2 Introduction to Functional Groups 23.1Introduction to Functional GroupsFrom a distance, the musicians in an orchestra may look alike, but each musician contributes a unique sound. In a similar way, one hydrocarbon is nearly identical to another until it picks up a functional group. You will learn how functional groups determine the character of organic compounds.
3 Functional Groups How are organic compounds classified? 23.1
4 23.1Functional GroupsOrganic compounds can be classified according to their functional groups.A functional group is a specific arrangement of atoms in an organic compound that is capable of characteristic chemical reactions.
6 23.1Functional GroupsThe hydrocarbon skeletons in the components of these products are chemically similar. Functional groups give each product unique properties and uses.Many consumer products contain hydrocarbon derivatives. The hydrocarbon skeletons in these products are chemically similar. Functional groups give each product unique properties and uses.
7 23.1Halogen SubstituentsHalogen SubstituentsWhat is a halocarbon?
8 23.1Halogen SubstituentsA halocarbon is a carbon-containing compound with a halogen substituent.Halocarbons are a class of organic compounds containing covalently bonded fluorine, chlorine, bromine, or iodine.
9 23.1Halogen SubstituentsOn the basis of their common names, halocarbons in which a halogen is attached to a carbon of an aliphatic chain are called alkyl halides.Halocarbons in which a halogen is attached to a carbon of an arene ring are called aryl halides.
10 23.1Halogen SubstituentsThe figure below shows the IUPAC names, structural formulas, and space-filling models for three simple hydrocarbons.Structural formulas and space-filling models of halocarbons. a) The common name for chloromethane is methyl chloride. b) The common name for chloroethene is vinyl chloride. c) The common name for chlorobenzene is phenyl chloride.
13 Substitution Reactions 23.1Substitution ReactionsSubstitution ReactionsHow may halocarbons be prepared?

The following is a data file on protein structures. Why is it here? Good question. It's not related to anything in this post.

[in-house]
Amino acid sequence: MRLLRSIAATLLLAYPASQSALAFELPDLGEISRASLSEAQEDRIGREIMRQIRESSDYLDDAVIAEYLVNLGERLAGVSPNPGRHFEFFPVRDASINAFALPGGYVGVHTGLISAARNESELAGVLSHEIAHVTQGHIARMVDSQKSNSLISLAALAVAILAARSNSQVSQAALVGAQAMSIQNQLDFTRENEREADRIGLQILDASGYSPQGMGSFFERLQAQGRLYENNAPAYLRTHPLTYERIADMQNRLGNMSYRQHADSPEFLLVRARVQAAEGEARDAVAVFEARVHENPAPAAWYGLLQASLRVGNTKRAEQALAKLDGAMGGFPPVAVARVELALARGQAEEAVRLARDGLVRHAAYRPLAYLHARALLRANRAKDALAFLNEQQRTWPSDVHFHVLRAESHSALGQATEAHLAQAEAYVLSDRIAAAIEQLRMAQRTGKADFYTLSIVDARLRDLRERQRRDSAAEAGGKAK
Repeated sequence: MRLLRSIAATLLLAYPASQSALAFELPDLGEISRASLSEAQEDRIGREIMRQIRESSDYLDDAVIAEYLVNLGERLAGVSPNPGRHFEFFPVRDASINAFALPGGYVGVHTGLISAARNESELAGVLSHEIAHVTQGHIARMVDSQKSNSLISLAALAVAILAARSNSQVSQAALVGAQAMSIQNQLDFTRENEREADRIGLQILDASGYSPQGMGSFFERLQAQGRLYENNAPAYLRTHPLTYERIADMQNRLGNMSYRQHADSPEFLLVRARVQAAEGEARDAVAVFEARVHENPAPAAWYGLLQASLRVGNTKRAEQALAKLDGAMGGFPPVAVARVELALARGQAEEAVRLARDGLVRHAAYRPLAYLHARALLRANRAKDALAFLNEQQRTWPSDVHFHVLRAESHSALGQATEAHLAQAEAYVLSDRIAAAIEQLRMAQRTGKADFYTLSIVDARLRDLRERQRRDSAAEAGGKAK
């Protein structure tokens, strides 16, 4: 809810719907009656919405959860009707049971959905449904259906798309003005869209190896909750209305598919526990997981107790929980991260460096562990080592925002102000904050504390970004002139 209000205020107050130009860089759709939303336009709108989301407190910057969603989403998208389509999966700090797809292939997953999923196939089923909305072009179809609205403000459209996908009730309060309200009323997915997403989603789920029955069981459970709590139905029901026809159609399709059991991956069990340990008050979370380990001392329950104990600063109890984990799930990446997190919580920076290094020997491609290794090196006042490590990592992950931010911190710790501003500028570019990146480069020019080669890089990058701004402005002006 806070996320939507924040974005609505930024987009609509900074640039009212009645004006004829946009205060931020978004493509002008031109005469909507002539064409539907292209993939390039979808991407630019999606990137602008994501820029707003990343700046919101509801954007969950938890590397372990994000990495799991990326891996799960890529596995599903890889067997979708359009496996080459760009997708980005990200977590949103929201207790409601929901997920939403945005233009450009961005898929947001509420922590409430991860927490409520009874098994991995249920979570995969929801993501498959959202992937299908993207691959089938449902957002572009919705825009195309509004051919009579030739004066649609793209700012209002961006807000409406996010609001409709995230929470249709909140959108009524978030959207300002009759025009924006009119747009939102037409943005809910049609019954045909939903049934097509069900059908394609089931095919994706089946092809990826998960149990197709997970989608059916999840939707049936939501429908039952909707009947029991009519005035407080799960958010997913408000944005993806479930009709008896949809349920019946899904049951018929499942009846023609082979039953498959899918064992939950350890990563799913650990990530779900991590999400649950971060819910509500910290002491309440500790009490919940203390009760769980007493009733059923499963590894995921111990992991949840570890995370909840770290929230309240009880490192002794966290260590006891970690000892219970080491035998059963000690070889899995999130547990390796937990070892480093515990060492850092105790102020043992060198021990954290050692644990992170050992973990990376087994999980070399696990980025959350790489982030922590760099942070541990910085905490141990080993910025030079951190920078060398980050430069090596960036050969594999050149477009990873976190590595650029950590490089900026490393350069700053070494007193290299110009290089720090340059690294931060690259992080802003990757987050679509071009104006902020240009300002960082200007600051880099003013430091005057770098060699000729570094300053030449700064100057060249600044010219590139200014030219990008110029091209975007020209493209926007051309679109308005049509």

14 Substitution Reactions 23.1Substitution ReactionsA common type of organic reaction is a substitution reaction, in which an atom, or a group of atoms, replaces another atom or group of atoms.A halogen can replace a hydrogen atom on an alkane to produce a halocarbon.
15 Substitution Reactions 23.1Substitution ReactionsA Generalized Equation and a Specific One
16 Substitution Reactions 23.1Substitution ReactionsTreating benzene with a halogen in the presence of a catalyst causes the substitution of a hydrogen atom in the ring.
17 Substitution Reactions 23.1Substitution ReactionsHalogens on carbon chains are readily displaced by hydroxide ions to produce an alcohol and a salt. The general reaction is as follows.
18 Substitution Reactions 23.1Substitution ReactionsHalocarbons also undergo substitution reactions.
20 23.1 Section Quiz.1. Organic molecules are classified according to theirfunctional groups.longest chain.derivatives.number of rings.
21 23.1 Section Quiz2. What is the correct IUPAC name for the compound CH2BrCH2CH2Br?methylbromoethylbromidedibromopropane1,3-dibromopropanepropyl-1,3-dibromide
22 23.1 Section Quiz3. Which reaction will produce a halocarbon?hydrogenation of an alkyl halidesubstitution reaction of a halogen with an alkanereaction of potassium hydroxide with an aryl halidereaction of sodium hydroxide with an alkyl halide
23 23.1 Section Quiz4. In a substitution reaction, one of the products formed when CH3CH2Br and OH- ions react isCH3CHBrOH.CH3CH2OH.CH3CHBr.CH3CHO.